Cover: Anne of Cleves
The discarded bride

In with a chance to become the fourth Queen of England, Anne of Cleves could have saved herself a whole heap of bother had Facebook  existed in her day.

For starters she could have cut out the middleman artist, posted her own selfie and just sat back and waited for King Henry VIII to take one of three possible actions: click like, make a comment such as “LOL”, or unfriend her on the spot (today’s equivalent of beheading).

But no, in the 16th century you had to go and get your portrait painted. Pity the poor artist, Hans Holbein the Younger, caught between his plain subject, an out of control King and a punishing time frame.

But Henry was quite taken with the portrait. It was Anne of Cleves herself whom he loathed on sight. Referring to her as ‘that Flanders mare’, he is reputed to have claimed she did not look English enough. And if you want to know what that means, read The English Face – which Oscar Wilde dismissed in just  four words (the face that is, not the book):

Once seen, never remembered

The Royal marriage was never consummated and was finally annulled. But the portrait lives on, as portraits tend to do.

Cover: A Face to the World
Your own self portrait may not look as good as this!

There is so much human drama in this little bit of history and whichever part of it piques your interest, the library has the book for you: books on portraits, King Henry VIII and social networking.

You may even be tempted to paint a self portrait. Be warned though that nothing will drive you to substance abuse faster than attempting to make a painting of  yourself, cutting as it does to the core of the disparity between how you think you look and what the rest of the world may actually be seeing.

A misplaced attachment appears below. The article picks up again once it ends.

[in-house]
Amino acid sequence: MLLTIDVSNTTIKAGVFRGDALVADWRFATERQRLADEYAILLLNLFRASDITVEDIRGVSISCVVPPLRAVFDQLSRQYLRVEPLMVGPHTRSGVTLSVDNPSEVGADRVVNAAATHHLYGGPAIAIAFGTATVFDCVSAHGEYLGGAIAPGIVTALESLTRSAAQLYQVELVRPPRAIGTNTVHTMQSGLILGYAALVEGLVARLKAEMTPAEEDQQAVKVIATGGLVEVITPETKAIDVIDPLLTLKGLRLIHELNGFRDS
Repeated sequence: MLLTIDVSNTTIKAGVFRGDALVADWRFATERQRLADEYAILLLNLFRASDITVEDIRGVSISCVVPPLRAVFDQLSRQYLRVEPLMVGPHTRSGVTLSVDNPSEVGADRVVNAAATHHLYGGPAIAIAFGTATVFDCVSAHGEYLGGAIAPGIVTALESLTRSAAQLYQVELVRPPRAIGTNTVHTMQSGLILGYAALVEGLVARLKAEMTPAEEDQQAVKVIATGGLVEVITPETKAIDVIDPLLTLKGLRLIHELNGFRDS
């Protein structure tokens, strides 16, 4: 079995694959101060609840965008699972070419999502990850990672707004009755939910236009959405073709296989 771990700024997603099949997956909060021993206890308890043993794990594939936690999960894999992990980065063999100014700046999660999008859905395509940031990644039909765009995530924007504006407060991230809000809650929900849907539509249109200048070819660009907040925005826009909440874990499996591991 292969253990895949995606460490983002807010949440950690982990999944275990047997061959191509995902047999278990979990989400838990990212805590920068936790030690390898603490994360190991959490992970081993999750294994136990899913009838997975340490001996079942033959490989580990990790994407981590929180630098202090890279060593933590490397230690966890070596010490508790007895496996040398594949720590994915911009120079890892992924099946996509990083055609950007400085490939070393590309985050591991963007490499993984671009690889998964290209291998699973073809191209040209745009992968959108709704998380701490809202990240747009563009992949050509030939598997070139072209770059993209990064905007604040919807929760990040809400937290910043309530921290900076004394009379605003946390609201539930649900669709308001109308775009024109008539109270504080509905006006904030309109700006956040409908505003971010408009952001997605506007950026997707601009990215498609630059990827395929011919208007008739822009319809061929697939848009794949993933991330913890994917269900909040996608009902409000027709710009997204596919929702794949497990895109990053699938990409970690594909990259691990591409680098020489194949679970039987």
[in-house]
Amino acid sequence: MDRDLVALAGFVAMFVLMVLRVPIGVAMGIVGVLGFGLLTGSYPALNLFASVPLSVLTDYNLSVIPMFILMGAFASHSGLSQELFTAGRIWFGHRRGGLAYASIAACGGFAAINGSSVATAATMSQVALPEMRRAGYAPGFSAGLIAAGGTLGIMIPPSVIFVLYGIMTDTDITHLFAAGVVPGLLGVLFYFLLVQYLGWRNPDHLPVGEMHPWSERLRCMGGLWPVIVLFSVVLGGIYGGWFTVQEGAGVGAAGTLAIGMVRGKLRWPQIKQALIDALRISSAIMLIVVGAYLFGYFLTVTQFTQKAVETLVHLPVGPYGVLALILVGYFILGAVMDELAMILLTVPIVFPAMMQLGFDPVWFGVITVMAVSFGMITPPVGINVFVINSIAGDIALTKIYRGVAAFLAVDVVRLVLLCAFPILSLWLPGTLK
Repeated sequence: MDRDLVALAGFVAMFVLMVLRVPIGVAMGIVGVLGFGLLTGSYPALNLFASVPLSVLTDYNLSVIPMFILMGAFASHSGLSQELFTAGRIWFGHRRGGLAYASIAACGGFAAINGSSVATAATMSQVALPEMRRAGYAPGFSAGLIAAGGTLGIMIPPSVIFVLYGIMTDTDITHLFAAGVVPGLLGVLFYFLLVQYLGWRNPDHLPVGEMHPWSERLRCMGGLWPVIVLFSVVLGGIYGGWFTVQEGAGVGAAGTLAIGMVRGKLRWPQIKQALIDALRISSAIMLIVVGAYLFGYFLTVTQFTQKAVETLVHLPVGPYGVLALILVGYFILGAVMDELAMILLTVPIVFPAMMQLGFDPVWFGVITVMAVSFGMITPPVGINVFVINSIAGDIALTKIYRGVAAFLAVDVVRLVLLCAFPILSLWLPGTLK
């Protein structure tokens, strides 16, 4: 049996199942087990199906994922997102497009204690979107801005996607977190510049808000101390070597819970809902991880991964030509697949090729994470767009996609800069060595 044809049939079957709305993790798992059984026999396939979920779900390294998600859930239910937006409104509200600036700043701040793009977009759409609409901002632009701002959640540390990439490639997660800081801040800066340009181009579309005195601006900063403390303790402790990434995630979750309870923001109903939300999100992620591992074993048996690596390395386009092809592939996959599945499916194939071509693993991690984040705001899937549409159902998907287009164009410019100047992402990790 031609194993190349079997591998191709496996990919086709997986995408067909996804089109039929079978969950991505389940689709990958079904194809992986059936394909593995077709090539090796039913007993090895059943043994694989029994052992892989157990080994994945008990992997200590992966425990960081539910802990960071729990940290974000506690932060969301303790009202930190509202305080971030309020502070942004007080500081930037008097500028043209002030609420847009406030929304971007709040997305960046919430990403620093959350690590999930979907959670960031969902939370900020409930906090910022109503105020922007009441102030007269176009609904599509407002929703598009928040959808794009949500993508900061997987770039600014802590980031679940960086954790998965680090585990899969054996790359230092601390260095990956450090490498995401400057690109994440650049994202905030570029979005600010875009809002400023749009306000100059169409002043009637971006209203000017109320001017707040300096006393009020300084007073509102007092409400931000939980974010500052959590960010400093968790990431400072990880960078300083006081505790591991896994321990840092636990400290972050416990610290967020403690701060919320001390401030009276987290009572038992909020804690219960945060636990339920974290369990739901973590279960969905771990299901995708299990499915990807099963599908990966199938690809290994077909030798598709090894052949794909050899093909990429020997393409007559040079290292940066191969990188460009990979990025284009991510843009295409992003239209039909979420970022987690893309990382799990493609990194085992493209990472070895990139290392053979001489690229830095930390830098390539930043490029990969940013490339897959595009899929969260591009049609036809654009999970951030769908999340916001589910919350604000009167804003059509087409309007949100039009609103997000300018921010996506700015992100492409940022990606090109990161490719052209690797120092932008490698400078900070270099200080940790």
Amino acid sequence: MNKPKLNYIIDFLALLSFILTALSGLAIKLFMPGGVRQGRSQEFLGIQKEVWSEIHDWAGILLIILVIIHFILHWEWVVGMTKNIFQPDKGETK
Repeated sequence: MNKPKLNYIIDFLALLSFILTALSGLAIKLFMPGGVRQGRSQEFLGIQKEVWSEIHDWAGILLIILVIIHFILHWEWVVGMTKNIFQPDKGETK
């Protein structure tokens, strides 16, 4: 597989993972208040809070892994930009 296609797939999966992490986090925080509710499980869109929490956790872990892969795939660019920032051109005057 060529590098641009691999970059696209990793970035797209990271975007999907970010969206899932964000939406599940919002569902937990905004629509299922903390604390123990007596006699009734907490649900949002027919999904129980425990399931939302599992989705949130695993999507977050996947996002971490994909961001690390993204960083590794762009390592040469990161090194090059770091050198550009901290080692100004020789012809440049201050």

But my absolute favourite book of faces is a book on moko tattoos called The Blue Privilege – The Last Tattooed Maori Women : Te Kuia Moko  by Harry Sangl. This art book is rare for me, in that I devoured all the paintings with my eyes and read every word with my heart. It truly is a taonga.

And were it ever to crop up on facebook, I’d go the whole hog: like, comment and share.

Musings on Mau Moko

Mau Moko is an absolute treasure.  In my opinion this is the best book we have in our collection on the subject of Moko (often described by others as Māori tattoo). The book is the result of Dr Ngahuia Te Awekotuku’s doctoral thesis and as such provides a fascinating and comprehensive introduction and exploration into the world of Māori moko – both the facial and body moko worn by men and the more delicate and beautiful moko kauae worn by women. If you have an interest in Moko, this book is an easy and engaging read.

Some of the ideas explored in the book include the history and traditions associated with moko from pre-colonisation to the present day, an exploration of the links between moko and other aspects of Māori culture, the cultural values (whakapapa, tapu, the wairuatanga) associated with moko, discussion on gender and how this relates to moko as well as delving into the current revival and resurgence of the traditional art form by providing case studies of those who have chosen to mau moko in the present day. To make it even better, the book is full of strikingly beautiful images and photography.

If you do read this book, and are keen to learn more, we have over 40 titles at Christchurch City Libraries that relate to moko you may be interested in. You may also like to check out the latest edition of the Ngāi Tahu Magazine Te Karaka, which has a moving feature article sharing the stories of Kai Tahu takata who all wear moko.

This book also features on our latest Staff Picks from the Ngā Pounamu Māori Collection List, which has a real variety of titles – if you’re after some inspiration for your summer reading list you might like to have a look here as well.